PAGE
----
A lot of people are talking about the COVID pandemic, and make no mistake, it must be clearly emphasized and done so over and over that the pandemic exists and one must take good safety precautions. But that said, it is equally important to keep all things in perspective, noting that not only may things be not as bad as what they seem in the situation of the pandemic, but that there are other very important things happening that are even deadlier. CBS News reports on a sad case from Japan, where for the duration of the pandemic, new studies have shown a sad trend that does not seem to be reversing as suicides have claimed more lives than COVID.
Far more Japanese people are dying of suicide, likely exacerbated by the economic and social repercussions of the pandemic, than of the COVID-19 disease itself. While Japan has managed its coronavirus epidemic far better than many nations, keeping deaths below 2,000 nationwide, provisional statistics from the National Police Agency show suicides surged to 2,153 in October alone, marking the fourth straight month of increase.
To date, more than 17,000 people have taken their own lives this year in Japan. October self-inflicted deaths were up 600 year on year, with female suicides, about a third of the total, surging over 80%.
Women, who have primary responsibility for childcare, have borne the brunt of pandemic-induced job losses and insecurity. They’re also at greater risk of domestic violence, which help centers say has worsened here this year, as it has around the world.
Japan has grappled with high suicide rates for a long time and for complex reasons, but the overall numbers had been on a downward trend this year, until they reversed course in July — possibly as the initial “we’re all in this together” pandemic positivity waned, and the buffering impact of public subsidies disappeared.
Until this year, Japan had been making steady progress to reduce suicides, which surpassed 34,000 in 2003. Improved counseling and efforts to combat karoshi, or being worked to death, helped bring down suicides to around 20,000 last year — the lowest number since record-keeping began in 1978.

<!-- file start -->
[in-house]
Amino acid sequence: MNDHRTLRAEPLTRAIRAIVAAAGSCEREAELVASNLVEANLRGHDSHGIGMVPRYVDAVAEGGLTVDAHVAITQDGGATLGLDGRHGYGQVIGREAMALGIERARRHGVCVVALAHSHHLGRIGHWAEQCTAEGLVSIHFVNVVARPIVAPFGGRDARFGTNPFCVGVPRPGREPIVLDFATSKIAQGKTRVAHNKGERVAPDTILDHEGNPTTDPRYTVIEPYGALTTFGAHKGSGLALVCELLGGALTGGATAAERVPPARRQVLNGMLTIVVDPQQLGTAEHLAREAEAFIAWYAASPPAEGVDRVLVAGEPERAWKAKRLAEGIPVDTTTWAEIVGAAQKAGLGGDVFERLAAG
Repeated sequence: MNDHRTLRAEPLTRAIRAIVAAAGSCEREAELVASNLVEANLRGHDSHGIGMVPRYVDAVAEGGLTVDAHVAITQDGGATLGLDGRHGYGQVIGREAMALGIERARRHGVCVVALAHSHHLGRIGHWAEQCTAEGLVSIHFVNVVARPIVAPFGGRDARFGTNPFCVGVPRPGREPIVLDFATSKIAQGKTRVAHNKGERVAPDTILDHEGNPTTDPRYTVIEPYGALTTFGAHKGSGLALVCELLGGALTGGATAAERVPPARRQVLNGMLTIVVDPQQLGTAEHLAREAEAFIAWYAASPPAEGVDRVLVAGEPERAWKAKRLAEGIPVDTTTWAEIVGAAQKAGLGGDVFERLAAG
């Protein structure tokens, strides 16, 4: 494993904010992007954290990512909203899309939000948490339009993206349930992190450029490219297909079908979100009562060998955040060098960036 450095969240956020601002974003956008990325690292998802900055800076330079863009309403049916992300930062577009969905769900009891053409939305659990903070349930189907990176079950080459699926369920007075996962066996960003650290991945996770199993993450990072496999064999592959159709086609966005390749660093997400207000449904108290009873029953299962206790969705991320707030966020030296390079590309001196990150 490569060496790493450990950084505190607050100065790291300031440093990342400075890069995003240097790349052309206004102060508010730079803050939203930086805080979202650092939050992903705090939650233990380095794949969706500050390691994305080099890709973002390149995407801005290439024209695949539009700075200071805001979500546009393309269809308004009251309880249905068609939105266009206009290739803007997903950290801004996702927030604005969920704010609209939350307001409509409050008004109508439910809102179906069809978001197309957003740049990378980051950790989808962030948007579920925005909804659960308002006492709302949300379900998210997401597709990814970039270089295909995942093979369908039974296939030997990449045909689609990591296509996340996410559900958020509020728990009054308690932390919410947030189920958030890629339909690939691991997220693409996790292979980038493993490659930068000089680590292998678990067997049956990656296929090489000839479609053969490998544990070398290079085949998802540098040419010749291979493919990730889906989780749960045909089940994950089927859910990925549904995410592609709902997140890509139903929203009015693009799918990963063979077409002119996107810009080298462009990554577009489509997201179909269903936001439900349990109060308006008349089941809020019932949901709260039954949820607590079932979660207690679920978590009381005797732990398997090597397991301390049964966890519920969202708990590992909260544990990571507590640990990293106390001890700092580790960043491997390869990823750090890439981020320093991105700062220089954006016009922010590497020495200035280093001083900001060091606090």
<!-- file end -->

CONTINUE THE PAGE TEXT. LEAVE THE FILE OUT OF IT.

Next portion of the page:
While Japan still has the highest suicide rate among the world’s wealthy G-7 nations, at 16 per 100,000, it had hoped to continue making progress, with a goal of lowering it to 13 per 100,000 by 2026, a level comparable to other developed countries. (source)
Both are sad things, and neither should be ignored. What one may want to ask is, given the stresses of modern Japanese life, could the pandemic inadvertently be increasing suicide rates amid job losses and a sense of hopelessness that causes people just to “give up”?
This is where it is critical to note a trend that seems to be establishing and in many ways, has already been established, which is that the effects of the pandemic and the response to it are worse than the pandemic itself. It is one think to lose one’s job and fall into poverty, but it is a separate dynamic to be forced unexpectedly into a situation that leads to poverty along with millions of others so, like crabs in a bucket, the more one tries to move to the top, the more one is pulled down by the other crabs seeking to get out.
Since we cannot say definitively that COVID is directly related to the rise in suicides, although it seems likely that there could be a connection, if this was to be clearly established, it would be one of these “unexpected effects” worse than the pandemic, for sickness passes, even terrible periods of illness such as the Black Plague, but suicide is not something that can be remedied. Also, the fact that one would see no hope for the future except destruction that one simply hastens to by the act of destruction says a lot about trends taking place in society, which is that the people have been living on a fiscal, and ultimately, political cliff (since economic precedes politics) for a long time, and they were ready to fall off as well, except the vast internal pressures on them are hidden, and the actions of the pandemic are what “pushed” these people to take action against themselves.
This is something that, assuming the conditions above, could happen in the US because there are millions of people in a similar position who are ready to ‘break’ because of the stress. After all, if you only had a stimulus check of some-thousands of dollars to live on for months with no hope of a new job prospect or obtaining a new income, would in not be a terrible thing? Combine this with other factors of life, stress, and problems that one encounters, and horrifying monster forms but instead of a movie, it is reality, and there is no way to escape from it without pain, and because of this, too many people choose whatever way they can to exit, and for some as it has been the case in Japan, make the decision to pay possibly what is the heaviest price.